“Planet” or “dwarf planet” … What is its nature? Those are among the questions.
The sharpest views yet of mysterious “young planet” Ceres taken by NASA’s fast approaching Dawn spacecraft have just been released and are tantalizing us with an “exciting and productive adventure in orbit” soon to come, Dr. Marc Rayman and Prof. Chris Russell, Dawn’s Mission Director and Principal Investigator, respectively, told AmericaSpace exclusively in detailed science mission commentary today about this “survivor of the ages.”
See the latest photos and animation from NASA’s Dawn above and below.
Ceres is a pristine icy world stemming from the formation of our Solar System and has never before been visited by any human-made spacecraft from Earth. It is the biggest body in the Asteroid Belt.
With each passing day the “fuzzy blob” that will teach us about our own origins, too, comes into sharper focus.
“Ceres is a survivor from the earliest days of the Solar System and is an example of the first bodies that formed in the solar system and that eventually came together to build the Earth and other planets,” Prof. Chris Russell, principal investigator for the Dawn mission, based at the University of California, Los Angeles, told AmericaSpace.
“Ceres is just a ‘young planet’ even though it was formed 4.6 billion years ago!”
The spacecraft is in excellent shape and primed for its orbital arrival set for March 6, despite the earlier loss of reaction wheels, thanks to the team’s never-ending hard work.
The solar-powered Dawn will conduct an up-close investigation during its planned 16-month-long orbital survey.
“The spacecraft and instruments are fully healthy,” Dr. Marc Rayman, Dawn’s mission director and chief engineer of the Jet Propulsion Laboratory (JPL), Pasadena, Calif., told AmericaSpace.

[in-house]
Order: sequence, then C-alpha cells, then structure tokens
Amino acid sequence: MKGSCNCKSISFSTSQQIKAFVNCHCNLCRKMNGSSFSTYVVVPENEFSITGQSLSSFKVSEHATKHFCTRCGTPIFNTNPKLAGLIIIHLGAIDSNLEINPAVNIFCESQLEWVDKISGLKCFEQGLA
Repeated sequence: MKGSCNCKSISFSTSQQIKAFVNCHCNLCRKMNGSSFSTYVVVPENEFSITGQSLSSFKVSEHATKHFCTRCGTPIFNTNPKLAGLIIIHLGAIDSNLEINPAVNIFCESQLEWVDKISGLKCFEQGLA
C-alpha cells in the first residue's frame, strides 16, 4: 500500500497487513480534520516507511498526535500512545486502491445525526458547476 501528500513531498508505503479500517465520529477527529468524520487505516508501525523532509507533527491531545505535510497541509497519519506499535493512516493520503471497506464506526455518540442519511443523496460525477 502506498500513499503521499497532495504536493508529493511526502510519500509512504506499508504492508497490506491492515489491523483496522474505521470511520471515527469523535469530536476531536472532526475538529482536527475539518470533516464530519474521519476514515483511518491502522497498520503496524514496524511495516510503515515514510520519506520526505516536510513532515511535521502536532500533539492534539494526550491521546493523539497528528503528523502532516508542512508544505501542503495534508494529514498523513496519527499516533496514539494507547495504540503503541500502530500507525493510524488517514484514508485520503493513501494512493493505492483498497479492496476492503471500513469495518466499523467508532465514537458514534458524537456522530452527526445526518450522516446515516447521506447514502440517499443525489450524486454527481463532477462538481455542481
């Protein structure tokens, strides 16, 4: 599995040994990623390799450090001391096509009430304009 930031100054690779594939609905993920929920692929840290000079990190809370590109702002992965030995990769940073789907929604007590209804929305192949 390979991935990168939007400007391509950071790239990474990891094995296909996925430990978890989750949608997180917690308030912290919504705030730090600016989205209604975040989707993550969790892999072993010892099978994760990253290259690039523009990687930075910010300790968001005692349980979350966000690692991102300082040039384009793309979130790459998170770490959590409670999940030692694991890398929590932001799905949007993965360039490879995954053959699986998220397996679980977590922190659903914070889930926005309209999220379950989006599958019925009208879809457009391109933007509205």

“Thanks to our recovery work, we don’t need the failed reaction wheels, so we are in good shape for an exciting and productive adventure in orbit around this dwarf planet!”
Until today, the best views of Ceres were taken by NASA’s Hubble Space Telescope back in 2003 and 2004.
But Dawn, launched back in 2007, is now closing in fast. And as of today the ion propulsion-powered vehicle is only about half the distance from the Earth to the Moon away.
The newest images from Dawn, taken 147,000 miles (237,000 kilometers) distant from Ceres on January 25, 2015, are at last exceeding those from Hubble. They are 43 pixels wide and more than 30 percent higher in resolution than Hubble’s, taken a decade ago from Earth orbit at a distance of over 150 million miles (about 241 million kilometers).
What have we learned about Ceres so far at this early stage? Any surprises?
“We have only just reached the resolution obtainable from Hubble so we have learned little than what we knew before,” Russell told AmericaSpace.
“We have been able to find the spot on the surface that Hubble found, so there have not been any great changes!”
“Surprise will come as we make significant advances over the Hubble image resolution.”
The Jan. 13 images clearly revealed the mysterious white spot, also detected in the prior Hubble images and also visible in the new Jan. 25 imagery from the framing cameras supplied by the Max Planck Institute for Solar System Research in Gottingen, Germany, and the German Aerospace Center (DLR) Institute of Planetary Research in Berlin.
This writer asked Marc Rayman and Chris Russell for their thoughts: What is the white spot? What is its nature?
“We don’t know what it is yet,” replied Rayman.